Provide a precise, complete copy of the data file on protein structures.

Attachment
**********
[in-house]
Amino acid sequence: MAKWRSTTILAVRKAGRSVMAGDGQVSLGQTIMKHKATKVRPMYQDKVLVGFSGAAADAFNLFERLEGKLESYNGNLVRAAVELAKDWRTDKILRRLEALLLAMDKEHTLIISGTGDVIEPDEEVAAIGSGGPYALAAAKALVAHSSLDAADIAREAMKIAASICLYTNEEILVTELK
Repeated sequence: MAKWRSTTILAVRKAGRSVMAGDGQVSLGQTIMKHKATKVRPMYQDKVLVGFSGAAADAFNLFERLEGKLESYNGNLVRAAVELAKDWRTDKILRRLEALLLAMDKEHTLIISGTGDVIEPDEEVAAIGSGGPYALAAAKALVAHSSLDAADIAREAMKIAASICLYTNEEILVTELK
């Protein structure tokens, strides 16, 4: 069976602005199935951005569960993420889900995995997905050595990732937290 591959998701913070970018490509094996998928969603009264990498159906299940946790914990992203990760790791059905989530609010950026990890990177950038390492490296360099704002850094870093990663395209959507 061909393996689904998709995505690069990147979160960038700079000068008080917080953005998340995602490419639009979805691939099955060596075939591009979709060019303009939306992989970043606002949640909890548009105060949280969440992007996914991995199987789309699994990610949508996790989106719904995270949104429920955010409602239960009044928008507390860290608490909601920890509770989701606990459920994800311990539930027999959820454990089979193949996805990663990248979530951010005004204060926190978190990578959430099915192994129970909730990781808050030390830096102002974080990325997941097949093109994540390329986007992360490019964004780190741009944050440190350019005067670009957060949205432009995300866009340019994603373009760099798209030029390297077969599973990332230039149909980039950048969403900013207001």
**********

[in-house]
Amino acid sequence: MAKWRSTTILAVRKAGRSVMAGDGQVSLGQTIMKHKATKVRPMYQDKVLVGFSGAAADAFNLFERLEGKLESYNGNLVRAAVELAKDWRTDKILRRLEALLLAMDKEHTLIISGTGDVIEPDEEVAAIGSGGPYALAAAKALVAHSSLDAADIAREAMKIAASICLYTNEEILVTELK
Repeated sequence: MAKWRSTTILAVRKAGRSVMAGDGQVSLGQTIMKHKATKVRPMYQDKVLVGFSGAAADAFNLFERLEGKLESYNGNLVRAAVELAKDWRTDKILRRLEALLLAMDKEHTLIISGTGDVIEPDEEVAAIGSGGPYALAAAKALVAHSSLDAADIAREAMKIAASICLYTNEEILVTELK
């Protein structure tokens, strides 16, 4: 069976602005199935951005569960993420889900995995997905050595990732937290 591959998701913070970018490509094996998928969603009264990498159906299940946790914990992203990760790791059905989530609010950026990890990177950038390492490296360099704002850094870093990663395209959507 061909393996689904998709995505690069990147979160960038700079000068008080917080953005998340995602490419639009979805691939099955060596075939591009979709060019303009939306992989970043606002949640909890548009105060949280969440992007996914991995199987789309699994990610949508996790989106719904995270949104429920955010409602239960009044928008507390860290608490909601920890509770989701606990459920994800311990539930027999959820454990089979193949996805990663990248979530951010005004204060926190978190990578959430099915192994129970909730990781808050030390830096102002974080990325997941097949093109994540390329986007992360490019964004780190741009944050440190350019005067670009957060949205432009995300866009340019994603373009760099798209030029390297077969599973990332230039149909980039950048969403900013207001």